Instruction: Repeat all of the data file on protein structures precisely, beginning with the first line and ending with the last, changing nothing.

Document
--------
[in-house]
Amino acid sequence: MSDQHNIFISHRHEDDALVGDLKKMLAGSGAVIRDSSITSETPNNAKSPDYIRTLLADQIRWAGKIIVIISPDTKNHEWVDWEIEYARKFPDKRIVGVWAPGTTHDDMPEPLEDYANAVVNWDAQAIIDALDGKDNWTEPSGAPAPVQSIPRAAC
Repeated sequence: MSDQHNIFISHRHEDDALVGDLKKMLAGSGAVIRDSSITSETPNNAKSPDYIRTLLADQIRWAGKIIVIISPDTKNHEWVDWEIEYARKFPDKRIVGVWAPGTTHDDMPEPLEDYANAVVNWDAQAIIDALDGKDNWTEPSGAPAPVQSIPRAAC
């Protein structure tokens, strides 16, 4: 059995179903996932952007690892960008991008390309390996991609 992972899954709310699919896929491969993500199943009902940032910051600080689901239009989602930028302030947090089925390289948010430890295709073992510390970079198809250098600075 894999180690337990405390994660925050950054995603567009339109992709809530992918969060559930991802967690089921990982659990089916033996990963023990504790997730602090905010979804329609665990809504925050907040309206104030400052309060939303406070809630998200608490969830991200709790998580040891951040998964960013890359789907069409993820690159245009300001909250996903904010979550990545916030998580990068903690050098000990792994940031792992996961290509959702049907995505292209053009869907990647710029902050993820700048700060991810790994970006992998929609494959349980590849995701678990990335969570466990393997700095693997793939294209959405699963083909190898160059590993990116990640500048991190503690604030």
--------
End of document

[in-house]
Amino acid sequence: MSDQHNIFISHRHEDDALVGDLKKMLAGSGAVIRDSSITSETPNNAKSPDYIRTLLADQIRWAGKIIVIISPDTKNHEWVDWEIEYARKFPDKRIVGVWAPGTTHDDMPEPLEDYANAVVNWDAQAIIDALDGKDNWTEPSGAPAPVQSIPRAAC
Repeated sequence: MSDQHNIFISHRHEDDALVGDLKKMLAGSGAVIRDSSITSETPNNAKSPDYIRTLLADQIRWAGKIIVIISPDTKNHEWVDWEIEYARKFPDKRIVGVWAPGTTHDDMPEPLEDYANAVVNWDAQAIIDALDGKDNWTEPSGAPAPVQSIPRAAC
């Protein structure tokens, strides 16, 4: 059995179903996932952007690892960008991008390309390996991609 992972899954709310699919896929491969993500199943009902940032910051600080689901239009989602930028302030947090089925390289948010430890295709073992510390970079198809250098600075 894999180690337990405390994660925050950054995603567009339109992709809530992918969060559930991802967690089921990982659990089916033996990963023990504790997730602090905010979804329609665990809504925050907040309206104030400052309060939303406070809630998200608490969830991200709790998580040891951040998964960013890359789907069409993820690159245009300001909250996903904010979550990545916030998580990068903690050098000990792994940031792992996961290509959702049907995505292209053009869907990647710029902050993820700048700060991810790994970006992998929609494959349980590849995701678990990335969570466990393997700095693997793939294209959405699963083909190898160059590993990116990640500048991190503690604030």